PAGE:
Celebrated civil rights activist and Olympic-athlete Dr. John Carlos visited HNU the week of November 11. He is the coauthor of The John Carlos Story: The Sports Moment that Changed the World, which students and faculty selected for the 2013 HNU Common Reading Book. In addition to chronicling historic sports and social justice events of the 1960s, this story shares Carlos’ experience with dyslexia, coming of age as a young black man, and the civil rights movement.
Carlos was born in Harlem, New York, in 1945. Carlos says that he was influenced by the poverty, racism, and lack of opportunity that he observed in his childhood. One of his first dreams was to swim in the Olympics, but his focus shifted to track and field after his father talked to him about the hurdles he would face due to racism.
Carlos’ father explained to him that he would not be able to swim at the Olympics because he did not have a place to train. The Harlem River was too dangerous, the public pool was too crowded, and the ocean was too rough. His father also said that he could not join a club, but not because of the cost. “He took his hand out and rubbed on his hand—I thought he had a bug bite. But he was expressing to me that merely because of the color of my skin, I would not be able to represent America,” Carlos said at a presentation to HNU students on November 14.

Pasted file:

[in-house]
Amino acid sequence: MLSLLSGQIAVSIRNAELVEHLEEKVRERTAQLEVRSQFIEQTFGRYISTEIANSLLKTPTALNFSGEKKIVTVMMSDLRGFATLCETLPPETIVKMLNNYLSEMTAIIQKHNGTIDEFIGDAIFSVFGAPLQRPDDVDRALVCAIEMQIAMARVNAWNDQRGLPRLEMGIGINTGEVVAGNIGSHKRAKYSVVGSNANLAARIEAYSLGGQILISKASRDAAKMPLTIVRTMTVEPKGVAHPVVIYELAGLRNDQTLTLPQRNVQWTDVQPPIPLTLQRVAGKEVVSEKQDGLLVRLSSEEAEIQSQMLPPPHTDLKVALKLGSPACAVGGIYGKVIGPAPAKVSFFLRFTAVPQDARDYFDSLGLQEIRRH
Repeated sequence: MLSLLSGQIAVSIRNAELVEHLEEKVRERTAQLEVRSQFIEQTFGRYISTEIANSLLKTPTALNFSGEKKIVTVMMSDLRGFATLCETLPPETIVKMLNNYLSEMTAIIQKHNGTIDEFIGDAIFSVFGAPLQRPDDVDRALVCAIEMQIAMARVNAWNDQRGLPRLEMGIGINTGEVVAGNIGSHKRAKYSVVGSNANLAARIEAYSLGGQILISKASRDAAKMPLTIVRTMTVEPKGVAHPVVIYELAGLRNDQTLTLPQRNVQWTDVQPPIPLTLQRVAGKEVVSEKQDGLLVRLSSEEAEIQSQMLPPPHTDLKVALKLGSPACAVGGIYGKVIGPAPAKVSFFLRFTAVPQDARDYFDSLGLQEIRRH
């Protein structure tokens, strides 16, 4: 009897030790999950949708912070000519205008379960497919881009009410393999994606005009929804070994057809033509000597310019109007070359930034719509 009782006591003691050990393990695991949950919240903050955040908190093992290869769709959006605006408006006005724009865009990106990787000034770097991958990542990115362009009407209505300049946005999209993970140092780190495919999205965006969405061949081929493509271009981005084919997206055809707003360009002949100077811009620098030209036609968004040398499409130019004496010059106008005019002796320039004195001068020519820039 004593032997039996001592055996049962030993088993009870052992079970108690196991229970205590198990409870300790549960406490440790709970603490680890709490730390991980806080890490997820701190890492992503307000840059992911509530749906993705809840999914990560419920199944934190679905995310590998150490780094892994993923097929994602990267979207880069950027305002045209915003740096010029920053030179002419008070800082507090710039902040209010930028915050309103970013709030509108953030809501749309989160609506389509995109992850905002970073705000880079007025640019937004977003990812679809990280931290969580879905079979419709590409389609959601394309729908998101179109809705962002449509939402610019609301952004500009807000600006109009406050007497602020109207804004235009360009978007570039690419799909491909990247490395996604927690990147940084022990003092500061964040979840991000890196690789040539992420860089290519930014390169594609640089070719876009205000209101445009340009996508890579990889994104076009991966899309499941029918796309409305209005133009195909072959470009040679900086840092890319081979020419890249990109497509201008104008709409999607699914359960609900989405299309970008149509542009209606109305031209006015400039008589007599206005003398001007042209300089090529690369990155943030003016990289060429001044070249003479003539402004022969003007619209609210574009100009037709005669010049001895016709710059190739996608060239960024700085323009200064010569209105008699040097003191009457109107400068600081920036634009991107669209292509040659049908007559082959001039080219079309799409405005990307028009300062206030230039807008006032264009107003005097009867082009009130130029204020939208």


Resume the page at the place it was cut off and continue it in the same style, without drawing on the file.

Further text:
After graduating from Machine Trade and Medal High School, Carlos went to East Texas State University (ETSU) on a full track and field scholarship. He attended ETSU for one year, winning the Lone Star Conference Championship. After ETSU, he enrolled at San José State University. While a student at San José State University, he participated in the 1968 Summer Olympics in Mexico and won the bronze medal in the 200 meters. During the victory ceremony, Carlos and fellow U.S. medalist Tommie Smith raised a black-gloved fist in protest against racism and economic depression for all opposed peoples.
“Why did I fight back? I didn’t fight for me. I fought for you, I fought for your kids, I fought for my kids, my kids’ kids,” Carlos said. “I went to Mexico City, and I didn’t put my fist in the sky for John Carlos. I put it up for my kids, my kids’ kids, and you all right now today—to have the opportunity to exchange one another’s ideas and thoughts about how we can make this a better society.”
Following the 1968 Summer Olympics, Carlos continued his education and athletic feats at San José State University where he broke the world record in the 100-yard dash and helped win the National Collegiate Athletic Association Track & Field National Championship in 1969. Concluding an illustrious career in track and field, Carlos was drafted by the National Football League (NFL). He entered the public sector after a short career in the NFL, working for PUMA, the Olympics, and the City of Los Angeles.
The week of HNU activities included the presentation of two documentaries on the 1968 Summer Olympics, the Black Student Union event Celebrating Our Legacy of Rhythm, and a public forum featuring Carlos on November 14.